After the planetarium show, we scurried upstairs to say hello to some old friends -- some very old friends -- including this cutie, deinonychus antirrhopus. In the background is his big friend T. Rex. The skeletons are posed differently now from what they were 40 years ago, and now impart a sense of motion that was lacking before.

After freshening up back at the hotel, we went out for dinner to a steakhouse on East 57th and then strolled Park Avenue for a while. We slept like stones that night, as our bodies were starting to remind us that we are in our seventh, not third, decades.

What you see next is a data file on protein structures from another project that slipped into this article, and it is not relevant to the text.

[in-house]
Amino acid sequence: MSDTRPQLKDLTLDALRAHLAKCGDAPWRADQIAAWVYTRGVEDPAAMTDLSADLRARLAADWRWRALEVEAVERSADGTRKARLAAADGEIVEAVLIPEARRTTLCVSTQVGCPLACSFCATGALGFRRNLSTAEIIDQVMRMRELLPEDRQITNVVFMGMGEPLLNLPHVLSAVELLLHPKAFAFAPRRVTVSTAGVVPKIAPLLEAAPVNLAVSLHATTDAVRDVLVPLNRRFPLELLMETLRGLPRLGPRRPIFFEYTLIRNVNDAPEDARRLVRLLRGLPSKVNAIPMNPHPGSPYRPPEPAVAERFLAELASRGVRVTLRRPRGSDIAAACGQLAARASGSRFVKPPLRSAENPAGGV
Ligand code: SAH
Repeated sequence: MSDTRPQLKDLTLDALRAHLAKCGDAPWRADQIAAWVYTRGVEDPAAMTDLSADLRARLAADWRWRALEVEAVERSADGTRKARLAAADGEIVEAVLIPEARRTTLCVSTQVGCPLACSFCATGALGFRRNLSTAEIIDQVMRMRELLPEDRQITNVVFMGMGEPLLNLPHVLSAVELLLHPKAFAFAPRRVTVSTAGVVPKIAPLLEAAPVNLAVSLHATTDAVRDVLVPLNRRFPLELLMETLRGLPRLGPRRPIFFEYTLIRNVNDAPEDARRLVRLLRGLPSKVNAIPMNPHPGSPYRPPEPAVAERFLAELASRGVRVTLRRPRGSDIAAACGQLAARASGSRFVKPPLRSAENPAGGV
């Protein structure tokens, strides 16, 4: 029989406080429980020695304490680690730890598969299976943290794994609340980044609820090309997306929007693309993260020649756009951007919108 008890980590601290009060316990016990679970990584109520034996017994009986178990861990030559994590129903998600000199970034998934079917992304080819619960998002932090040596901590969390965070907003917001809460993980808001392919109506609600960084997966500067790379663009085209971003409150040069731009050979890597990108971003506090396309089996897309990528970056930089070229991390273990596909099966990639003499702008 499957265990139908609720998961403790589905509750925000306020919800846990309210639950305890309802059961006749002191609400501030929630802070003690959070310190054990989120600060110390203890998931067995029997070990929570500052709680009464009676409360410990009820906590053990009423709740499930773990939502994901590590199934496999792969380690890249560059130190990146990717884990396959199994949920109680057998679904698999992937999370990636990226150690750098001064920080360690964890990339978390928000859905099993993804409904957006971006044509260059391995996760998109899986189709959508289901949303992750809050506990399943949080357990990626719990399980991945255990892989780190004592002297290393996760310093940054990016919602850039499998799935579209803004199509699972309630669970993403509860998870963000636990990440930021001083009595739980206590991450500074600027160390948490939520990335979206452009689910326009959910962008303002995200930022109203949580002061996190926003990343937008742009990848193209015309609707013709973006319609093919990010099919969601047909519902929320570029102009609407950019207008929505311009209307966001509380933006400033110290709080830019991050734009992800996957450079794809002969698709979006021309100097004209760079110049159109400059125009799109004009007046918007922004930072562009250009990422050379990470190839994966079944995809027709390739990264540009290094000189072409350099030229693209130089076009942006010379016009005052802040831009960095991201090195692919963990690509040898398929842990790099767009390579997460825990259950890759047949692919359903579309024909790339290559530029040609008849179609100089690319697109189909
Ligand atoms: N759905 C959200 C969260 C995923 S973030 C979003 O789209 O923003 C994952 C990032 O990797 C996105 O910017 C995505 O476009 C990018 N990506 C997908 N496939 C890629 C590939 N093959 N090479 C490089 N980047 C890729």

Our final full day was gray and drizzly, which was just fine with us. The "only" thing we had on our list of must-sees for that day was the Metropolitan Museum of Art. If you've ever been to the Met, you know why there are quotation marks around the word only in the previous sentence. If you haven't -- well, it's a little like saying the only thing on our list of things to see today is Canada. The place is gargantuan, incorporating in its permanent collections alone almost 20 different sections, each of which could consume at least half a day even for someone who knows as little about art as we do.

We concentrated on the European Paintings section for our day, but spent some time in the Photography, Ancient Egyptian Art, and Arms and Armor sections as well.

In the European Paintings section, we found this evidence from Goya that Lolcats are not new.